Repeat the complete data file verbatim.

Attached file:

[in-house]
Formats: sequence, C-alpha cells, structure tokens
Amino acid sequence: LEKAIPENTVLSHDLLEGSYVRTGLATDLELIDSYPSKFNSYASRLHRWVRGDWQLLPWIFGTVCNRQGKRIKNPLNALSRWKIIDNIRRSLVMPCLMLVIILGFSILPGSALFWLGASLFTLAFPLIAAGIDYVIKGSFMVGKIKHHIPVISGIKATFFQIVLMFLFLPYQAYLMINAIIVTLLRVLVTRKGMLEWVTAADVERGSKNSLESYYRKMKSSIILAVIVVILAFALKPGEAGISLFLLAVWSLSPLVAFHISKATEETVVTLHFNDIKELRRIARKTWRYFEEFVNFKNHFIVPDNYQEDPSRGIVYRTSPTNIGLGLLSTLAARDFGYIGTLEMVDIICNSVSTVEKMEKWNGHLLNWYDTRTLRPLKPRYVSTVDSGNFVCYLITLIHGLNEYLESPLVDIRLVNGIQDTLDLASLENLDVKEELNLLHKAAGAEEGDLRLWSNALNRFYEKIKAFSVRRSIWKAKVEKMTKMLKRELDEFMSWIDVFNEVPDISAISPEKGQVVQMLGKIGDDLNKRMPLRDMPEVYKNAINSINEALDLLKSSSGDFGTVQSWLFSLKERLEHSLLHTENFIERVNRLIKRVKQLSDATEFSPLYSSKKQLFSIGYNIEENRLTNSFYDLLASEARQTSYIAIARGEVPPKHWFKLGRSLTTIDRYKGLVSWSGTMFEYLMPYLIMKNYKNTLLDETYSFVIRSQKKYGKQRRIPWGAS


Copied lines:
[in-house]
Formats: sequence, C-alpha cells, structure tokens
Amino acid sequence: LEKAIPENTVLSHDLLEGSYVRTGLATDLELIDSYPSKFNSYASRLHRWVRGDWQLLPWIFGTVCNRQGKRIKNPLNALSRWKIIDNIRRSLVMPCLMLVIILGFSILPGSALFWLGASLFTLAFPLIAAGIDYVIKGSFMVGKIKHHIPVISGIKATFFQIVLMFLFLPYQAYLMINAIIVTLLRVLVTRKGMLEWVTAADVERGSKNSLESYYRKMKSSIILAVIVVILAFALKPGEAGISLFLLAVWSLSPLVAFHISKATEETVVTLHFNDIKELRRIARKTWRYFEEFVNFKNHFIVPDNYQEDPSRGIVYRTSPTNIGLGLLSTLAARDFGYIGTLEMVDIICNSVSTVEKMEKWNGHLLNWYDTRTLRPLKPRYVSTVDSGNFVCYLITLIHGLNEYLESPLVDIRLVNGIQDTLDLASLENLDVKEELNLLHKAAGAEEGDLRLWSNALNRFYEKIKAFSVRRSIWKAKVEKMTKMLKRELDEFMSWIDVFNEVPDISAISPEKGQVVQMLGKIGDDLNKRMPLRDMPEVYKNAINSINEALDLLKSSSGDFGTVQSWLFSLKERLEHSLLHTENFIERVNRLIKRVKQLSDATEFSPLYSSKKQLFSIGYNIEENRLTNSFYDLLASEARQTSYIAIARGEVPPKHWFKLGRSLTTIDRYKGLVSWSGTMFEYLMPYLIMKNYKNTLLDETYSFVIRSQKKYGKQRRIPWGAS